Hong Kong innovation minister, Polytechnic University embroiled in Panama Papers leaks
Documents show that Nicholas Yang was involved with two companies set up by the institution through Panamanian law firm Mossack-Fonseca in the British Virgin Islands
Polytechnic University has been found to have secretly set up two companies registered in an offshore tax haven, one of them set up through a top staff member who became Hong Kong’s IT minister, according to the latest batch of Panama Papers studied by the South China Morning Post .
The university management, including then vice-president Nicholas Yang Wei-hsiung, established the firms in the British Virgin Islands in 2012 and 2013.
While it is not illegal to do so, the revelation has raised questions on whether it is appropriate for a publicly funded academic institution to engage in a practice normally associated with tax avoidance and hiding wealth.
Details of Yang’s involvement, coming just five months after he took office as secretary for innovation and technology, were in leaked documents from a Panamanian law firm obtained by the International Consortium of Investigative Journalists.
Yang’s exact role was not clear, but he facilitated the transfer of shares between the university’s business arm, PolyU Enterprises, and one of the firms.
The university on Friday confirmed that the two BVI companies were set up “to hold the investments of PolyU in companies that are no longer active in operation”, adding that it was “more cost-effective” to hold and manage them that way.
Yang appeared upset when he was approached by the Post on Friday. “[PolyU] has given you an explanation. Just believe it,” he said. “Why would you ask me?”
But PolyU council member Rodney Chu Wai-chi said he had “no memory of knowing there were two BVI companies”. He said it was “not appropriate” for the university to set up BVI firms.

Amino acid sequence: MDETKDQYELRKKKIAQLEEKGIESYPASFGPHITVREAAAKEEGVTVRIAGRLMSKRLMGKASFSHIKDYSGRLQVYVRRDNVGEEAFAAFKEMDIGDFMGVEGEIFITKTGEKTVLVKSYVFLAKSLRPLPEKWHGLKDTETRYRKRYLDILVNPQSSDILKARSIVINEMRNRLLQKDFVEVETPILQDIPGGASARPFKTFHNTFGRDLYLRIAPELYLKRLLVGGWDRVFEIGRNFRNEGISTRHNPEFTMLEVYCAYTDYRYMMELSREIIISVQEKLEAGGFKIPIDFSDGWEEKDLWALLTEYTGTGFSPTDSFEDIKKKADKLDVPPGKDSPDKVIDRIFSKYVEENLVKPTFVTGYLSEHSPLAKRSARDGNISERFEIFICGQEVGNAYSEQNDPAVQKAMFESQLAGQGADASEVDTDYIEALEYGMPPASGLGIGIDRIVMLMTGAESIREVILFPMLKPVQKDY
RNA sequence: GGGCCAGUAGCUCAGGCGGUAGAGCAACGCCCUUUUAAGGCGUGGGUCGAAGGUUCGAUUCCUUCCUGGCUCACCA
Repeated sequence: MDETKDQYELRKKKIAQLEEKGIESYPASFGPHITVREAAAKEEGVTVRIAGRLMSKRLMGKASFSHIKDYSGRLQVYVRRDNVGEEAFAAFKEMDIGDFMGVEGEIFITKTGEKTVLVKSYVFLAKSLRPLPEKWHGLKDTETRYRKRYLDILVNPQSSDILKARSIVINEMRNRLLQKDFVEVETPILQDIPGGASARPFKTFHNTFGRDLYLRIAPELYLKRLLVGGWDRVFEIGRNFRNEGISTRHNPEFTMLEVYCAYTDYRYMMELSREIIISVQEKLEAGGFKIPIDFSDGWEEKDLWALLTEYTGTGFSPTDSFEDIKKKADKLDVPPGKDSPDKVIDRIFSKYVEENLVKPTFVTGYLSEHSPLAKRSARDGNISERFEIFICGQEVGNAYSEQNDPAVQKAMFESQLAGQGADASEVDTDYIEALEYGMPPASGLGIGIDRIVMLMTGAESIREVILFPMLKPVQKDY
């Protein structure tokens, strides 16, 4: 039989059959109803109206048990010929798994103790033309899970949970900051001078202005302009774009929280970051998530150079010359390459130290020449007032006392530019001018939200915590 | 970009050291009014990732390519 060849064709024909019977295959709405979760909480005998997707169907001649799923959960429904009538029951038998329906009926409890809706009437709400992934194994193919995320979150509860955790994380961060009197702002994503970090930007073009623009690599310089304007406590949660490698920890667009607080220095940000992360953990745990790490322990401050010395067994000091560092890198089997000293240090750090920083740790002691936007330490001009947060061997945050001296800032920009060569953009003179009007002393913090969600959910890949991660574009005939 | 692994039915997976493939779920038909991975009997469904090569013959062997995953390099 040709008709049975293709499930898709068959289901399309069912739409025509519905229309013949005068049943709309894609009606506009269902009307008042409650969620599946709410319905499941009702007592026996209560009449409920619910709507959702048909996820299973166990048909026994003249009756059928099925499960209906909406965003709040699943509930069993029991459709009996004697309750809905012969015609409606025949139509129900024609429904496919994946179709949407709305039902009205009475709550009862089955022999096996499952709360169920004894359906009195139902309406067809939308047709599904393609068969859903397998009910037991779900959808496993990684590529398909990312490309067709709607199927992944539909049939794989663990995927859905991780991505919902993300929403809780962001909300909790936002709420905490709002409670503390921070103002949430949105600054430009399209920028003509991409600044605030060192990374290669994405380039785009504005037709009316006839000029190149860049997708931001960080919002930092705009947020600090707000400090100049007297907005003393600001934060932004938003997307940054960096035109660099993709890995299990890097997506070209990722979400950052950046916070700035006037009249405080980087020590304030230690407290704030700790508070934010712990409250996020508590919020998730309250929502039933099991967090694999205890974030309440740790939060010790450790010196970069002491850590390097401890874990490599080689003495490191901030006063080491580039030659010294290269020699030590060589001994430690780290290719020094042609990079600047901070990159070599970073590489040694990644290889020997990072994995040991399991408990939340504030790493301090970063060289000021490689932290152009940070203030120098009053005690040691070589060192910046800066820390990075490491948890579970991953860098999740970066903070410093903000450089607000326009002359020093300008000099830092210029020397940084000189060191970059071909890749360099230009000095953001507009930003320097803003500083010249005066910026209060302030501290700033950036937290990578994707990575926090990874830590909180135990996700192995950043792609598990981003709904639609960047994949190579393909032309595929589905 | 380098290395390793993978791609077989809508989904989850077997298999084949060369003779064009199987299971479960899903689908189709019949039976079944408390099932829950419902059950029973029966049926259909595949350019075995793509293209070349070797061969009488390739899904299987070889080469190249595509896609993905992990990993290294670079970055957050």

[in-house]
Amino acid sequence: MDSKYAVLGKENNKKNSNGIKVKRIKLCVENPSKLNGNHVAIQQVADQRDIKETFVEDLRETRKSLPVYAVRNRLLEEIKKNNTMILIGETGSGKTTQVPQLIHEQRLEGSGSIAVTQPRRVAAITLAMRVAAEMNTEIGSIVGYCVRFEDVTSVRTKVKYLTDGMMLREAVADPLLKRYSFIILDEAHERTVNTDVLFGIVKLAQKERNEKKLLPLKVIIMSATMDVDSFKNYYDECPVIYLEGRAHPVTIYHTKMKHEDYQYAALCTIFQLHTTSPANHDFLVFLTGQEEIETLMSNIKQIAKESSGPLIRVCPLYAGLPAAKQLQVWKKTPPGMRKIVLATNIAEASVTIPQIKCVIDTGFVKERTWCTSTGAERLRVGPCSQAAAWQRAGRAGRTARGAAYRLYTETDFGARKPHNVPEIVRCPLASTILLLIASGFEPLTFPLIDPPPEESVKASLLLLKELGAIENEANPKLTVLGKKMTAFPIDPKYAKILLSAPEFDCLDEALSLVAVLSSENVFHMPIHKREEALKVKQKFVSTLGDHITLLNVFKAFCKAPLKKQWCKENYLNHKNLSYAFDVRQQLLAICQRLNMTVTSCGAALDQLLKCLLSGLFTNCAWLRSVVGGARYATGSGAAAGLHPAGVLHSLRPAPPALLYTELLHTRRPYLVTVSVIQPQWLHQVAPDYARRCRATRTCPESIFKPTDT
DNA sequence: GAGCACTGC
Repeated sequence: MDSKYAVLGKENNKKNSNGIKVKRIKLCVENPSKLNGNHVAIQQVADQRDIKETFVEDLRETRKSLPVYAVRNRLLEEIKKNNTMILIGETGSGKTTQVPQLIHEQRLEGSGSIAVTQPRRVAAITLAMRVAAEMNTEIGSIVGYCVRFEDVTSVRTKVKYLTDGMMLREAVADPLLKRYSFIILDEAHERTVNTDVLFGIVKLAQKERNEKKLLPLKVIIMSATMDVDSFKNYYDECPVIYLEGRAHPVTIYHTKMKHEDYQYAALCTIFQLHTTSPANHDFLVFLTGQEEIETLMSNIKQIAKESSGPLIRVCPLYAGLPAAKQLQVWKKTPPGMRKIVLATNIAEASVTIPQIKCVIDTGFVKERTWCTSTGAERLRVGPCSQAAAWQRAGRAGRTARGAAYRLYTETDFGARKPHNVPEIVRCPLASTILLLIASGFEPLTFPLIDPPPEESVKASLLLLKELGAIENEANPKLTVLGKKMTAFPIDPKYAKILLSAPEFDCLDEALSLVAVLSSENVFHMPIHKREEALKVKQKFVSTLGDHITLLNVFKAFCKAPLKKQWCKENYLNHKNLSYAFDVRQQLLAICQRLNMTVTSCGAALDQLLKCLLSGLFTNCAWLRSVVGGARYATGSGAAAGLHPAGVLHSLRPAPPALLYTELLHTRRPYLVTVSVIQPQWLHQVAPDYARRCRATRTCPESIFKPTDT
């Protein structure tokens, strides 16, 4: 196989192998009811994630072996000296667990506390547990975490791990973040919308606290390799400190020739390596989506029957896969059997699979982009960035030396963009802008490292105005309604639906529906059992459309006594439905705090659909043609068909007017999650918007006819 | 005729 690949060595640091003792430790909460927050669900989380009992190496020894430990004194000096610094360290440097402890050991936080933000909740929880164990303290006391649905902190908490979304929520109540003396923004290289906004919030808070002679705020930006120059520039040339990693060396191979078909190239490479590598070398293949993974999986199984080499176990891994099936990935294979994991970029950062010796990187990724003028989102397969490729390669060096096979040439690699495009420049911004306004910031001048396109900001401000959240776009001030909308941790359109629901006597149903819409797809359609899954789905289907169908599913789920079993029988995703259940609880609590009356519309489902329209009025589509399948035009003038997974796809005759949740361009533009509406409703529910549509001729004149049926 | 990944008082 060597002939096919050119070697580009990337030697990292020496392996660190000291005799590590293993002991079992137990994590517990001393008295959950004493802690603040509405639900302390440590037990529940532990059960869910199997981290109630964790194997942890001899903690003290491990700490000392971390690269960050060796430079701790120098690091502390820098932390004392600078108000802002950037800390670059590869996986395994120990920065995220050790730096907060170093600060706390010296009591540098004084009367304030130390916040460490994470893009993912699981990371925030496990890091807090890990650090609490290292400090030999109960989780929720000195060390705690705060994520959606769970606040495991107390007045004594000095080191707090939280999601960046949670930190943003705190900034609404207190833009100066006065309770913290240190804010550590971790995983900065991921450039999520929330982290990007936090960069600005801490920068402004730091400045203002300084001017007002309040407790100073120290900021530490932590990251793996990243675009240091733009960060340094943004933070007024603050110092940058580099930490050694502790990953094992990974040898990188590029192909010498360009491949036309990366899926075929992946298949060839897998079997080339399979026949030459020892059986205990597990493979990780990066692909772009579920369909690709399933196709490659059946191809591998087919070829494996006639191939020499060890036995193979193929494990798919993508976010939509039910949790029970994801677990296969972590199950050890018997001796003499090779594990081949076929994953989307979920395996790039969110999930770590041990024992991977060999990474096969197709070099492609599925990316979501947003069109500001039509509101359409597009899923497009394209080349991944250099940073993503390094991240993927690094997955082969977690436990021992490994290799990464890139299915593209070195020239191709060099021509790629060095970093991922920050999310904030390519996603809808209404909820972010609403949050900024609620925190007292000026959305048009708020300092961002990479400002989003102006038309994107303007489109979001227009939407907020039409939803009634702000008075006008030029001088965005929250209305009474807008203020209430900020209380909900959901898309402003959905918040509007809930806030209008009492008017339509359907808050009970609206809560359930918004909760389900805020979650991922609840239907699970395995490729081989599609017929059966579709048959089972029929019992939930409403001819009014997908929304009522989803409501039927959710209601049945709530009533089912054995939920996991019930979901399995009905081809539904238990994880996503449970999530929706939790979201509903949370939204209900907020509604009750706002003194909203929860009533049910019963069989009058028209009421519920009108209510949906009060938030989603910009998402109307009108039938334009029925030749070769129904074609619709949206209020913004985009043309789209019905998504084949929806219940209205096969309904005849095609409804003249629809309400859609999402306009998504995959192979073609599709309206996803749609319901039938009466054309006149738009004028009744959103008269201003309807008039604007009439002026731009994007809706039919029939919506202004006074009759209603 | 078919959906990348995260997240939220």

Pan-democratic lawmaker Kenneth Leung, an experienced tax lawyer, said the university’s explanation raised more questions than answers.
“If the parent company based in Hong Kong was not intended for making investments, why would the subsidiaries be created to hold investments?” Leung said.
He also dismissed the argument about cost-effectiveness, saying an additional layer of companies only added inflexibility.
Pro-establishment lawmaker Chan Kam-lam, another council member, disagreed with criticism, saying: “I don’t see any problem as it is very common for people or companies to hold a BVI firm in an international financial centre like Hong Kong.”
Education sector lawmaker Ip Kin-yuen said he was shocked to learn that PolyU held two offshore accounts, which he said were highly inappropriate and also unnecessary.
“Many would wonder why the publicly funded institution would want to bypass public scrutiny,” he said. “How can we ensure there is no wrongdoing when the accounts of the companies are so secretive?”
The council, being the institution’s decision-making body, should be fully aware of the firms’ existence, he added.
According to the leaked documents, PolyU reached out to the law firm, Mossack Fonseca, in 2012 to establish the first BVI firm in October that year. It was called PearL-Sun Wah (Offshore) Company.
That was quickly followed by a second firm in May 2013 – PearL-DigiPower (Offshore) Company.
Three weeks later Yang, who was PolyU Enterprises’ chief executive officer at the time, signed an agreement that effectively allowed the shares of the second subsidiary to be passed to the university’s commercial arm.
Both firms had the university’s director of finance, Louis Heung Sai-kit, listed as the only director.
The Education Bureau distanced itself from the matter. Citing institutional autonomy, it said the university “is not required to report” to the government on activities relating to the establishment of other corporate bodies.